This suggests that the term "copy left" references a liberal creators' rights philosophy, and the "copy right" refers to a conservative creators' rights philosophy. It is only a coincidence that those on the "copy left" also support CopyLeft style licensing.
(Including full article here -- configuration issue at IT World Canada. Read full article on IT World Canada's blog >> )
Canada Newswire has posted video of the speech given by Heritage Minister James Moore. His closing, at around 7 minutes into the second video, is a rant against people like myself who are critical of aspects of the bill which are harmful to creators.
IMHO My most radical view in this debate has been that legal protection for technical measures has to respect the Canadian constitution, and that TPMs protecting contracting and eCommerce be legally protected in the appropriate provincial legislation.
It is important we know what type of extremism we are up against with the current Heritage Minister, in order for us to push forward amendments that will make C-32 less harmful to the interests of Canadian creators.
(See also: Michael Geist's comments)
I embedded the videos below.
From the Twitter support site, "Blocking prevents a user from following you, sending you an @reply or @mention, or putting your account on any of their lists."
Heritage Minister James Moore, the Minister who is said to be largely responsible for the use of DMCA language in C-32 rather than the use of WIPO language for technical measures, has gone as far as blocking me access to follow his tweets. It is one thing for him to have ignored the large number of creators opposing components of C-32, and it is yet another to seek to avoid any accountability and transparency.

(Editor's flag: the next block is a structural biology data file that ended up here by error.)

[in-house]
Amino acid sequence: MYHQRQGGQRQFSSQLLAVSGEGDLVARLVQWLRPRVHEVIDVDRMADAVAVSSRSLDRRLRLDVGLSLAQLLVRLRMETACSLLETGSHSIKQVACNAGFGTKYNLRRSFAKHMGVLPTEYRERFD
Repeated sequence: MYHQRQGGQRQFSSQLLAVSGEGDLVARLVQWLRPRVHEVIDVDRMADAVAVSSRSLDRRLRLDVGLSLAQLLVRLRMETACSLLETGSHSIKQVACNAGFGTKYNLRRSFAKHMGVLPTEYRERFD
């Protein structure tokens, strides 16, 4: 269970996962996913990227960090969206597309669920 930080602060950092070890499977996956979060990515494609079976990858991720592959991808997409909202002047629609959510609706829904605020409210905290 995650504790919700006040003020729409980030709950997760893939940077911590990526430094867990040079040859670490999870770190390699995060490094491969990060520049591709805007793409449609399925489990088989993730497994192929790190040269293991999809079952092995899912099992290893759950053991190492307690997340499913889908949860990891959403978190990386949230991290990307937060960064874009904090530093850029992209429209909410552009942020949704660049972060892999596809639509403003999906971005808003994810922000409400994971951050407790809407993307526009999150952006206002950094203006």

This person has protected their tweets.
You need to send a request before you can start following this person.
The new bill is now on the order paper. Like Bill C-61, and unlike previous Liberal bills, it will be tabled by the Minister of Industry rather than the Minister of Heritage.
In an interview ahead of the Juno Awards in St. John’s, Heritage Minister James Moore told Canwest News Service the government plans to introduce a new copyright bill this spring.
The Minister of International Trade is now Peter Van Loan, while the Minister of Foreign Affairs remains with Lawrence Cannon. It can be argued that these ministers, and not Industry or Heritage, actually have the primary responsibility for Copyright law given Copyright is primarily set in trade and treaty negotiations.